Cellular immunity test for SARS-CoV-2

Discover the real power of your immune system!

Following SARS-CoV-2 virus infection or vaccination, the body's adaptive immune response consists of a humoral and cellular response. The humoral part is represented by B lymphocytes which produce antibodies that bind specifically to viral proteins and thus neutralize and destroy the virus. IgA and IgM antibodies are produced at an early stage of the immune response, while IgG antibodies are formed later and can be detected over a longer period.

It has been observed that, in most populations, antibodies disappear rapidly after infection with the SARS-CoV-2 virus or after vaccination and people do not know if they are still protected. An additional problem is that a large number of people who came in contact with SARS-CoV-2 were asymptomatic and never developed antibodies. Such individuals will never actually know if they have gotten over COVID-19 unless it is determined by measuring cellular immunity. In other words, it is recommended that anyone who wants to know whether they are protected from COVID-19 (including people who recovered from COVID-19 and those who have been vaccinated) perform the aforementioned test in order to determine cellular immunity. No other test can fully determine the level of protection against COVID-19, especially if no measurable antibodies are present.

Namely, T lymphocytes are a heterogeneous group of immune cells and participate in the cellular immune response. Cytotoxic T lymphocytes stimulate the self-destruction mechanism of a virus-infected cell and thus prevent viral replication. Helper T lymphocytes can develop into cells with different functions, and they participate in the immune response by interacting with B lymphocytes, which produce antibodies, and cytotoxic T lymphocytes. Exposure to the SARS-CoV-2 virus stimulates the production of interferon-gamma in cytotoxic and helper T lymphocytes, which plays a central role in the defense against the virus by activating macrophages and stimulating specific cytotoxic immunity. This suggests that the cellular response may be a more sensitive indicator of virus exposure than antibodies and that SARS-CoV-2 virus infection may lead to a specific T lymphocyte response beyond antibody production (1). A similar phenomenon was observed in individuals infected with the hepatitis C virus (HCV), where it was established that the cellular response via T lymphocytes is a far more sensitive indicator of HCV exposure compared to antibody production (2). Recently published significant results in the leading scientific journal "Cell" confirm the occurrence of polyfunctional SARS-CoV-2 T lymphocytes in individuals who have been infected with SARS-CoV-2 but have not developed antibodies (3). In addition, cytotoxic and helper T lymphocytes can be converted into memory cells to achieve long-term immunity that will enhance and accelerate the response to infection upon re-exposure to the SARS-CoV-2 virus. Memory T lymphocytes can also stimulate a memory B lymphocyte's antibody production.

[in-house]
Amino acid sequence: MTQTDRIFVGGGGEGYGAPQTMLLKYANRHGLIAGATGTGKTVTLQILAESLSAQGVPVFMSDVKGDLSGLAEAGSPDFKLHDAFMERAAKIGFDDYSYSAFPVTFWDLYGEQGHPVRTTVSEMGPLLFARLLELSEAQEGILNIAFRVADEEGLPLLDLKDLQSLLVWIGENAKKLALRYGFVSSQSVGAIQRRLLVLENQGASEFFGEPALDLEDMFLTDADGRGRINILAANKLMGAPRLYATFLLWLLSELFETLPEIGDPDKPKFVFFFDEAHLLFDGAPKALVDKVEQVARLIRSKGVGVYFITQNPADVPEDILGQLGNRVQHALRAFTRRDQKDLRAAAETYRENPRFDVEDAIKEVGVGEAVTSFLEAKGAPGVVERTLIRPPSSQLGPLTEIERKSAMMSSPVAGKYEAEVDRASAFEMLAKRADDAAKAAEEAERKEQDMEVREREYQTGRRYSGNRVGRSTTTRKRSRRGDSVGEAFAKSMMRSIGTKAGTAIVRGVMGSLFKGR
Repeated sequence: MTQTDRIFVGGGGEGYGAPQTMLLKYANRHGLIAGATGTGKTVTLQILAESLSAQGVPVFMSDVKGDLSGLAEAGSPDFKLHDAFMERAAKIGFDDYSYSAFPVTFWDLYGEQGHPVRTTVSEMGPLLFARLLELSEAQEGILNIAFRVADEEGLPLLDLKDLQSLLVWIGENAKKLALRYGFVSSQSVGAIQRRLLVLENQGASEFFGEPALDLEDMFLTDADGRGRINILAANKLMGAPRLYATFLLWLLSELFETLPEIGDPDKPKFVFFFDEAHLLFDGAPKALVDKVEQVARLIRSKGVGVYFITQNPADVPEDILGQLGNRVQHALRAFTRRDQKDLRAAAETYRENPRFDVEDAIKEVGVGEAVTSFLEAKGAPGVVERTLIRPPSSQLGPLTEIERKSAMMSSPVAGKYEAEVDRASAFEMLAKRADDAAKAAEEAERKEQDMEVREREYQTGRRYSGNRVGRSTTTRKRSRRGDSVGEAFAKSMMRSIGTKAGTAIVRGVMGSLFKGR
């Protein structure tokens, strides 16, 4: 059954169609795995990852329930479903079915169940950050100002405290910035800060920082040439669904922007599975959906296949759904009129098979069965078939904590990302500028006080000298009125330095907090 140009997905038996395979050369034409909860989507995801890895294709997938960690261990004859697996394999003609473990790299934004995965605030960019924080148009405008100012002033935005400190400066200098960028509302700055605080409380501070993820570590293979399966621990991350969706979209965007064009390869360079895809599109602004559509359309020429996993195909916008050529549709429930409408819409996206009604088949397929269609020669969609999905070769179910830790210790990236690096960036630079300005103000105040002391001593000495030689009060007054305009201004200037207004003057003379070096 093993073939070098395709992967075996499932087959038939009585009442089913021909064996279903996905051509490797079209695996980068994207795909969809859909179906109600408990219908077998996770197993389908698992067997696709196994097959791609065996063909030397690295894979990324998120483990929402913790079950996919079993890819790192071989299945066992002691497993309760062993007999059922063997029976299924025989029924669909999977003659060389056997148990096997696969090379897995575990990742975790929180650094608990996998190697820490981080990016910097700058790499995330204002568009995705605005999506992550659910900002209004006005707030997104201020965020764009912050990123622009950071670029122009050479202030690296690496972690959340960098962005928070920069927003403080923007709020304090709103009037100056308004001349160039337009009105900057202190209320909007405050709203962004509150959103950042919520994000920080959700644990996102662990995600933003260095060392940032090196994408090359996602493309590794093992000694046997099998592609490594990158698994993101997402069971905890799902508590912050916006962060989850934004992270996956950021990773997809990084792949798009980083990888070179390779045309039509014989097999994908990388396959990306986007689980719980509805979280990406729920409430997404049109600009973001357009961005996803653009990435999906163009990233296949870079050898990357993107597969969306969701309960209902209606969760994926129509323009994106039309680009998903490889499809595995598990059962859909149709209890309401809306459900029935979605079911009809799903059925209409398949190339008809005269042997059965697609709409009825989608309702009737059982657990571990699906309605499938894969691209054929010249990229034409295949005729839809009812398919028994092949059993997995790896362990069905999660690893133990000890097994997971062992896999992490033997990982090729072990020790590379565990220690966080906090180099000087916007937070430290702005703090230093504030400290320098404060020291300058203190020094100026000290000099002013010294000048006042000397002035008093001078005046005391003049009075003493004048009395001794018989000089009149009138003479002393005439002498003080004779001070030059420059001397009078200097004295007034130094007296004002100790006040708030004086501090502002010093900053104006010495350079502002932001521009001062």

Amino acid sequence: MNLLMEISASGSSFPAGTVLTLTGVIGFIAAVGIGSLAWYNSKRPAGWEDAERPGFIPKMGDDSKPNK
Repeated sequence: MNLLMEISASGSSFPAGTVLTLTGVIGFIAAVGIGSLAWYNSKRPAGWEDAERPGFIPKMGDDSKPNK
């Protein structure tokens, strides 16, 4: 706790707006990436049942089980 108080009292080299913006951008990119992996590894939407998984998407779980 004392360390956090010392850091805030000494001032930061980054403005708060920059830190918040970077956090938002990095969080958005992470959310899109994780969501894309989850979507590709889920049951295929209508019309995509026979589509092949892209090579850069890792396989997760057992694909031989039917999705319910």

You can perform a SARS-CoV-2 cellular immunity test at the St. Catherine Specialty Hospital at Branimirova 71E, Zagreb (booking an appointment is mandatory). The test is performed on a peripheral venous blood sample by stimulating T lymphocytes with SARS-CoV-2 virus S protein components. By doing so, interferon-gamma is released, the concentration of which is measured by ELISA (Euroimmun Interferon-gamma). This test has a high diagnostic sensitivity (97.9%), which is based on the results obtained from the samples of persons who recovered from COVID-19 or received the vaccine. Its high diagnostic specificity (97.8%) was calculated using the results obtained in the samples of persons without a history of SARS-CoV-2 infection (4). The result is expressed as mIU/mL, and all values >200 mIU/mL indicate positive cellular immunity.

Our blood testing package includes a cellular immunity test with a bonus humoral immunity (antibody) test. By testing both components, one gets a complete picture of the body's overall immune defense. According to the latest scientific information, the level of cellular immunity combined with antibody levels provides the most reliable information on the susceptibility to future COVID-19 infections.


• according to all previous scientific information, memory T cells specific to SARS-CoV-2 are crucial for long-term protection against COVID-19,

• recently published scientific papers confirm that cellular immunity (mediated by T cells or T lymphocytes) also exists in a person in whom antibodies against the SARS-CoV-2 virus were not detected, which includes people who recovered from the disease and were either asymptomatic or symptomatic,

• except for the cellular immunity test (mediated by T cells or T lymphocytes), there is no other way to determine that a person had COVID-19 if there are no detectable antibodies to the SARS-CoV-2 virus.


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1. Gallais F, Velay A, Nazon C, Wendling M, Partisani M, Sibilia J, i sur. Intrafamilial Exposure to SARS-CoV-2 Associated with Cellular Immune Response without Seroconversion, France. Emerg Infect Dis. 2021; 27:113-21.

2. Heller T, Werner JM, Rahman F, Mizukoshi E, Sobao Y, Gordon AM, i sur. Occupational exposure to hepatitis C virus: early T-cell responses in the absence of seroconversion in a longitudinal cohort study. J Infect Dis. 2013; 208:1020-5.

3. Sekine T, Perez-Potti A, Rivera-Ballesteros O, Strålin K, Gorin JB, Olsson A, i sur. Robust T Cell Immunity in Convalescent Individuals with Asymptomatic or Mild COVID-19. Cell. 2020; 183:158-68.e14.

4. Huzly D, Panning M, Smely F, Enders M, Komp J, Steinmann D. Validation and performance evaluation of a novel interferon-γ release assay for the detection of SARS-CoV-2 specific T-cell response. medRxiv 2021.07.17.21260316

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